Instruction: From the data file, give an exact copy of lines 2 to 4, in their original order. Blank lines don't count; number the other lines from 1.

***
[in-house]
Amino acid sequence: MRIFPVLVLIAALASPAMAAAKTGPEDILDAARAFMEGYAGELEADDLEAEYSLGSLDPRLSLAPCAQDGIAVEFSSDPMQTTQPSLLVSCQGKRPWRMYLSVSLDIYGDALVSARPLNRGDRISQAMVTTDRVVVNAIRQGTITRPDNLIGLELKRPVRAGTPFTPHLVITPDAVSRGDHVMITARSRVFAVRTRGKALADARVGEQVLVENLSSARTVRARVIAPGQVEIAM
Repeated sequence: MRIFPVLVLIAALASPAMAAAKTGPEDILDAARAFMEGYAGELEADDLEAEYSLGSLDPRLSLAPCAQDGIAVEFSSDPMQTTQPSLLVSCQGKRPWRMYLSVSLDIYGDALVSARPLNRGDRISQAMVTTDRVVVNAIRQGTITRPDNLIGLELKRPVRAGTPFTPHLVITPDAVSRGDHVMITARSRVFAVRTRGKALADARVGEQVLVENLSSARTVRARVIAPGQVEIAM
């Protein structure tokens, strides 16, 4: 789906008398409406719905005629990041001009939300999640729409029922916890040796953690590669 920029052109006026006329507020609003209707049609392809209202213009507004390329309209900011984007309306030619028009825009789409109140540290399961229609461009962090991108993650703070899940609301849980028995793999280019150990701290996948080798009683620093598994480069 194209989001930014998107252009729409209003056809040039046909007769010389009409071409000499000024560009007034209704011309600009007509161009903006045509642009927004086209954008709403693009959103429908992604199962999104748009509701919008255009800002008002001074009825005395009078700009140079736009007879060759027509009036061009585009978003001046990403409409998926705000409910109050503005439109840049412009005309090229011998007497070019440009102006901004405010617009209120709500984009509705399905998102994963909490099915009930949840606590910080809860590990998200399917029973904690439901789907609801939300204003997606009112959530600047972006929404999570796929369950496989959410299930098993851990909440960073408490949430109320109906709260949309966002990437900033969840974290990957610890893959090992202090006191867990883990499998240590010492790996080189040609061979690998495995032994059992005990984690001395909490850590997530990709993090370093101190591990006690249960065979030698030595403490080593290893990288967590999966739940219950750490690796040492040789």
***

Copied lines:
Amino acid sequence: MRIFPVLVLIAALASPAMAAAKTGPEDILDAARAFMEGYAGELEADDLEAEYSLGSLDPRLSLAPCAQDGIAVEFSSDPMQTTQPSLLVSCQGKRPWRMYLSVSLDIYGDALVSARPLNRGDRISQAMVTTDRVVVNAIRQGTITRPDNLIGLELKRPVRAGTPFTPHLVITPDAVSRGDHVMITARSRVFAVRTRGKALADARVGEQVLVENLSSARTVRARVIAPGQVEIAM
Repeated sequence: MRIFPVLVLIAALASPAMAAAKTGPEDILDAARAFMEGYAGELEADDLEAEYSLGSLDPRLSLAPCAQDGIAVEFSSDPMQTTQPSLLVSCQGKRPWRMYLSVSLDIYGDALVSARPLNRGDRISQAMVTTDRVVVNAIRQGTITRPDNLIGLELKRPVRAGTPFTPHLVITPDAVSRGDHVMITARSRVFAVRTRGKALADARVGEQVLVENLSSARTVRARVIAPGQVEIAM
């Protein structure tokens, strides 16, 4: 789906008398409406719905005629990041001009939300999640729409029922916890040796953690590669 920029052109006026006329507020609003209707049609392809209202213009507004390329309209900011984007309306030619028009825009789409109140540290399961229609461009962090991108993650703070899940609301849980028995793999280019150990701290996948080798009683620093598994480069 194209989001930014998107252009729409209003056809040039046909007769010389009409071409000499000024560009007034209704011309600009007509161009903006045509642009927004086209954008709403693009959103429908992604199962999104748009509701919008255009800002008002001074009825005395009078700009140079736009007879060759027509009036061009585009978003001046990403409409998926705000409910109050503005439109840049412009005309090229011998007497070019440009102006901004405010617009209120709500984009509705399905998102994963909490099915009930949840606590910080809860590990998200399917029973904690439901789907609801939300204003997606009112959530600047972006929404999570796929369950496989959410299930098993851990909440960073408490949430109320109906709260949309966002990437900033969840974290990957610890893959090992202090006191867990883990499998240590010492790996080189040609061979690998495995032994059992005990984690001395909490850590997530990709993090370093101190591990006690249960065979030698030595403490080593290893990288967590999966739940219950750490690796040492040789």